Federal Aviation Administration (FAA), DOT.
Second extension of comment period and notice of procedures for submission of clarifying questions.
The FAA published a proposed rule on October 7, 2010, to require each certificate holder to establish a safety management system (SMS) for its entire airfield environment (including movement and non-movement areas) to improve safety at airports hosting air carrier operations. The American Association of Airport Executives and Airports Council International—North America have requested that the FAA provide additional information supporting the proposed rule and extend the comment period to allow adequate time for the public to analyze and comment on that information and the NPRM. This action extends the comment period until July 5, 2011, and establishes a procedure for handling clarifying questions to the proposed rule.
The comment period for the NPRM published on October 7, 2010, closing on March 7, 2011 is extended until July 5, 2011. You must submit your clarifying questions in writing using the procedures outlined in this notice by April 6, 2011. The FAA anticipates responding to these submissions and providing a summary report of the pilot studies by May 21, 2011.
See the “Procedures for Filing Clarifying Questions” section of this document.Start Further Info
FOR FURTHER INFORMATION CONTACT:
Technical clarifications: Keri Spencer, Office of Airports Safety and Standards, Federal Aviation Administration, e-mail email@example.com
Legal clarifications: Robert Hawks, Office of the Chief Counsel, Federal Aviation Administration, e-mail firstname.lastname@example.org.
Cost/benefit clarifications: Nicole Nance, Office of Aviation Policy and Plans, Federal Aviation Administration, e-mail email@example.com.End Further Info End Preamble Start Supplemental Information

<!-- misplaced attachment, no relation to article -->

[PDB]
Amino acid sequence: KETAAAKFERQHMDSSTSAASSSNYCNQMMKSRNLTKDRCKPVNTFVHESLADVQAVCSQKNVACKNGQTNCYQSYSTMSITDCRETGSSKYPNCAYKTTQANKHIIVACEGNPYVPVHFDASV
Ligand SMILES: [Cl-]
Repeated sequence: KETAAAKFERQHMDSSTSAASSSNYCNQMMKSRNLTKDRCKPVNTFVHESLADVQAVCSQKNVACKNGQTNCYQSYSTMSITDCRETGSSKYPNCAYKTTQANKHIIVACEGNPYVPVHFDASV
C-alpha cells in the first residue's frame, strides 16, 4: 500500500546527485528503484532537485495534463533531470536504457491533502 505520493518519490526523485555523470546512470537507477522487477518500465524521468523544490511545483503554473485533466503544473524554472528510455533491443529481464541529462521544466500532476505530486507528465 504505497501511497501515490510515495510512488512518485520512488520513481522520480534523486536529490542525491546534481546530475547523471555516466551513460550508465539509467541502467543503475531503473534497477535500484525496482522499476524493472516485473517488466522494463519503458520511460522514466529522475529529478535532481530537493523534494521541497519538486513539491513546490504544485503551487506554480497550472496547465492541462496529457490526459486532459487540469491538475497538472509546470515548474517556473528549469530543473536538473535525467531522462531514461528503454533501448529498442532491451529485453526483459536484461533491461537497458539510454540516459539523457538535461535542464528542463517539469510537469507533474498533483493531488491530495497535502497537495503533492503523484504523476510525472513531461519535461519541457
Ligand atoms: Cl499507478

On October 7, 2010, the FAA published Notice No. 10-14, entitled “Safety Management System for Certificated Airports” (75 FR 62008). Comments to that document were to be received on or before January 5, 2011. On December 10, 2010, in response to several requests for extension of the comment period, the FAA granted an additional 60 days for commenters to analyze the NPRM and provide meaningful comment (75 FR 76928).
By comments posted to the docket on February 17, 2011, Airport Council International—North America (ACI-NA) and the American Association of Airport Executives (AAAE) requested the FAA extend the comment period for a second time. ACI-NA and AAAE also requested the FAA provide additional information to allow for meaningful comment on the proposed rule. Specifically, ACI-NA made the following requests:
(1) Additional information is needed regarding the FAA's proposed SMS implementation strategy, most notably what will be expected in the required SMS Implementation Plans.
(2) Data, findings, and conclusion—both positive and negative—from the three SMS pilot studies need to be made available in the docket so these findings and conclusions can inform the industry's review of the costs, benefits, and potential issues arising from the implementation of the proposed rule.
(3) The proposed rule needs to be reviewed in conjunction with key guidance documents, especially the revised version of FAA Advisory Circular 150/5200-37. These documents, which are mentioned explicitly in the FAA's discussion of the proposed rule will describe the standard means of compliance with the proposed rule and are needed to understand the scope and scale of airport SMS requirements.
(4) Additional time will be needed for technical analysis by commenters, including analyses of the costs and benefits of phased SMS implementation, an implementation approach on which the FAA has specifically requested comments.
AAAE made the following requests:
(1) We request that the FAA make results and recommendations from all three phases of the pilot studies available before closing the comment period.